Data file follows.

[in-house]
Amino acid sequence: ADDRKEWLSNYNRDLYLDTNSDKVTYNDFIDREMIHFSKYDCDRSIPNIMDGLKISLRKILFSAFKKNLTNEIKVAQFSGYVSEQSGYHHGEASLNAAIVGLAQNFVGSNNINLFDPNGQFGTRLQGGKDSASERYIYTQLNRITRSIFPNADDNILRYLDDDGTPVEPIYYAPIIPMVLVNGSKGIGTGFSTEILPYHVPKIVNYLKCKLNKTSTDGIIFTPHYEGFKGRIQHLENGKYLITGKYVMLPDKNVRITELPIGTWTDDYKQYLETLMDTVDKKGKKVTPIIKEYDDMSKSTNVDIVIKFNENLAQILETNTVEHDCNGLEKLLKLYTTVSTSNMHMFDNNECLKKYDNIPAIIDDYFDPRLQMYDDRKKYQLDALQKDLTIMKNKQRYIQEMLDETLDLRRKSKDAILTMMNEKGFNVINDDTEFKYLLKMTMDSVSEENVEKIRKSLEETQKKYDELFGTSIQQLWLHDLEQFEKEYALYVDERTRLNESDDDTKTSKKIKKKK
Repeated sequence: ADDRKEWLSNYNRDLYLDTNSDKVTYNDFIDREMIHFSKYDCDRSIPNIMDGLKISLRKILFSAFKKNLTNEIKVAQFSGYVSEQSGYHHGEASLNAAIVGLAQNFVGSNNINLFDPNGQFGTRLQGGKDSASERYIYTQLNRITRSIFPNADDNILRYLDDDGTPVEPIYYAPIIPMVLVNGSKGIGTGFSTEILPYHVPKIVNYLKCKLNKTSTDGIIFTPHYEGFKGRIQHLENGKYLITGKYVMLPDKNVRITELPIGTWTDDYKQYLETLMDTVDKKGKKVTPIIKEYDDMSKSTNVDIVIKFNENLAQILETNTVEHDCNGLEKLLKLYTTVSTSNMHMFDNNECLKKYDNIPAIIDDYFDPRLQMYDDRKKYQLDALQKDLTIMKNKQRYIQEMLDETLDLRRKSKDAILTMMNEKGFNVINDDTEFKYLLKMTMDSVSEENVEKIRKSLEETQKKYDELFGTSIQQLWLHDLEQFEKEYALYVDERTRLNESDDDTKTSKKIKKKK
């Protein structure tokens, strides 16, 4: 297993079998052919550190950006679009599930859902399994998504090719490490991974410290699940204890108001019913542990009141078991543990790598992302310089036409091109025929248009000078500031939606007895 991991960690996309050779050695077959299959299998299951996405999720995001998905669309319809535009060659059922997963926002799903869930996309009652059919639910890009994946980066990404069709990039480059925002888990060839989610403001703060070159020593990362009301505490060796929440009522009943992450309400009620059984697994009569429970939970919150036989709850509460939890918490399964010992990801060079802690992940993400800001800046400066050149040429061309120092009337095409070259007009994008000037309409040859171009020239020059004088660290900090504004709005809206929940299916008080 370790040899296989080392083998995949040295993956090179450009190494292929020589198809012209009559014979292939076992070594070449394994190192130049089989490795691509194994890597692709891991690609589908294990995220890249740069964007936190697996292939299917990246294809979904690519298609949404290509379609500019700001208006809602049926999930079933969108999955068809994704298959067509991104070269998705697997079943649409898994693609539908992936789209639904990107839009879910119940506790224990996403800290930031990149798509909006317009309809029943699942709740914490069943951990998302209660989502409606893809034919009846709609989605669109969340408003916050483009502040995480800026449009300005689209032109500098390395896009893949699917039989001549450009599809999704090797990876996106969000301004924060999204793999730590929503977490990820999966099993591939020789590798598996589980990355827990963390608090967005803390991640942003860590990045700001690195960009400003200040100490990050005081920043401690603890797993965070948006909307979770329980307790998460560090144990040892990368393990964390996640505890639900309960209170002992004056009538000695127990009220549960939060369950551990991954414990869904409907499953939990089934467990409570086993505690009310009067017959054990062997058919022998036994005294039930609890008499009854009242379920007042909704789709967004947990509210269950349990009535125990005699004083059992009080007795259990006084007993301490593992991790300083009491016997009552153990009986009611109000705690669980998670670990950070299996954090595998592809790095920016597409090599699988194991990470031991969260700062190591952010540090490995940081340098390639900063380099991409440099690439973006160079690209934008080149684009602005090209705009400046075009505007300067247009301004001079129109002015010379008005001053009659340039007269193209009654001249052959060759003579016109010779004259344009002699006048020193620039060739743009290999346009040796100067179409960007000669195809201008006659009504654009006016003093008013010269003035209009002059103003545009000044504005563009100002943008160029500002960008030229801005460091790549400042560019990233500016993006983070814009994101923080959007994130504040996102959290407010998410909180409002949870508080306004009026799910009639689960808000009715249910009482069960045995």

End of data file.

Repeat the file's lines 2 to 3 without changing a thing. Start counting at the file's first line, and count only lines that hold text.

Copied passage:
Amino acid sequence: ADDRKEWLSNYNRDLYLDTNSDKVTYNDFIDREMIHFSKYDCDRSIPNIMDGLKISLRKILFSAFKKNLTNEIKVAQFSGYVSEQSGYHHGEASLNAAIVGLAQNFVGSNNINLFDPNGQFGTRLQGGKDSASERYIYTQLNRITRSIFPNADDNILRYLDDDGTPVEPIYYAPIIPMVLVNGSKGIGTGFSTEILPYHVPKIVNYLKCKLNKTSTDGIIFTPHYEGFKGRIQHLENGKYLITGKYVMLPDKNVRITELPIGTWTDDYKQYLETLMDTVDKKGKKVTPIIKEYDDMSKSTNVDIVIKFNENLAQILETNTVEHDCNGLEKLLKLYTTVSTSNMHMFDNNECLKKYDNIPAIIDDYFDPRLQMYDDRKKYQLDALQKDLTIMKNKQRYIQEMLDETLDLRRKSKDAILTMMNEKGFNVINDDTEFKYLLKMTMDSVSEENVEKIRKSLEETQKKYDELFGTSIQQLWLHDLEQFEKEYALYVDERTRLNESDDDTKTSKKIKKKK
Repeated sequence: ADDRKEWLSNYNRDLYLDTNSDKVTYNDFIDREMIHFSKYDCDRSIPNIMDGLKISLRKILFSAFKKNLTNEIKVAQFSGYVSEQSGYHHGEASLNAAIVGLAQNFVGSNNINLFDPNGQFGTRLQGGKDSASERYIYTQLNRITRSIFPNADDNILRYLDDDGTPVEPIYYAPIIPMVLVNGSKGIGTGFSTEILPYHVPKIVNYLKCKLNKTSTDGIIFTPHYEGFKGRIQHLENGKYLITGKYVMLPDKNVRITELPIGTWTDDYKQYLETLMDTVDKKGKKVTPIIKEYDDMSKSTNVDIVIKFNENLAQILETNTVEHDCNGLEKLLKLYTTVSTSNMHMFDNNECLKKYDNIPAIIDDYFDPRLQMYDDRKKYQLDALQKDLTIMKNKQRYIQEMLDETLDLRRKSKDAILTMMNEKGFNVINDDTEFKYLLKMTMDSVSEENVEKIRKSLEETQKKYDELFGTSIQQLWLHDLEQFEKEYALYVDERTRLNESDDDTKTSKKIKKKK